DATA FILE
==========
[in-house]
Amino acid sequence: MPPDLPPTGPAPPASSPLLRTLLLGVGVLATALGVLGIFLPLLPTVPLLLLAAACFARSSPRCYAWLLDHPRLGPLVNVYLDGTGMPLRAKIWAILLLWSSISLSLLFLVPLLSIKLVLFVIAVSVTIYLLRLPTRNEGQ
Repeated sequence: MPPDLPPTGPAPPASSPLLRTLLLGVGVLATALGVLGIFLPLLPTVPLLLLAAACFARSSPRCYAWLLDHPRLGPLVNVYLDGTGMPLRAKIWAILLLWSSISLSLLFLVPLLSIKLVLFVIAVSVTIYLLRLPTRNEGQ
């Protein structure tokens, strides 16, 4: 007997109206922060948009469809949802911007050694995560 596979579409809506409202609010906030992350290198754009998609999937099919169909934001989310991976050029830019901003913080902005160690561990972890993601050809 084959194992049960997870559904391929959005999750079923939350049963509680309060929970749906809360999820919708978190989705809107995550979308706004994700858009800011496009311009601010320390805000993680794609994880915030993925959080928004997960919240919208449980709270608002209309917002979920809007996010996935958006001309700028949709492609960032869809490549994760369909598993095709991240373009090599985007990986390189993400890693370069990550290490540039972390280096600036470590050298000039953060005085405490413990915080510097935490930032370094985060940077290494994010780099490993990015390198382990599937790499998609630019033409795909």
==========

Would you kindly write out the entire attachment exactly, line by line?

[in-house]
Amino acid sequence: MPPDLPPTGPAPPASSPLLRTLLLGVGVLATALGVLGIFLPLLPTVPLLLLAAACFARSSPRCYAWLLDHPRLGPLVNVYLDGTGMPLRAKIWAILLLWSSISLSLLFLVPLLSIKLVLFVIAVSVTIYLLRLPTRNEGQ
Repeated sequence: MPPDLPPTGPAPPASSPLLRTLLLGVGVLATALGVLGIFLPLLPTVPLLLLAAACFARSSPRCYAWLLDHPRLGPLVNVYLDGTGMPLRAKIWAILLLWSSISLSLLFLVPLLSIKLVLFVIAVSVTIYLLRLPTRNEGQ
């Protein structure tokens, strides 16, 4: 007997109206922060948009469809949802911007050694995560 596979579409809506409202609010906030992350290198754009998609999937099919169909934001989310991976050029830019901003913080902005160690561990972890993601050809 084959194992049960997870559904391929959005999750079923939350049963509680309060929970749906809360999820919708978190989705809107995550979308706004994700858009800011496009311009601010320390805000993680794609994880915030993925959080928004997960919240919208449980709270608002209309917002979920809007996010996935958006001309700028949709492609960032869809490549994760369909598993095709991240373009090599985007990986390189993400890693370069990550290490540039972390280096600036470590050298000039953060005085405490413990915080510097935490930032370094985060940077290494994010780099490993990015390198382990599937790499998609630019033409795909």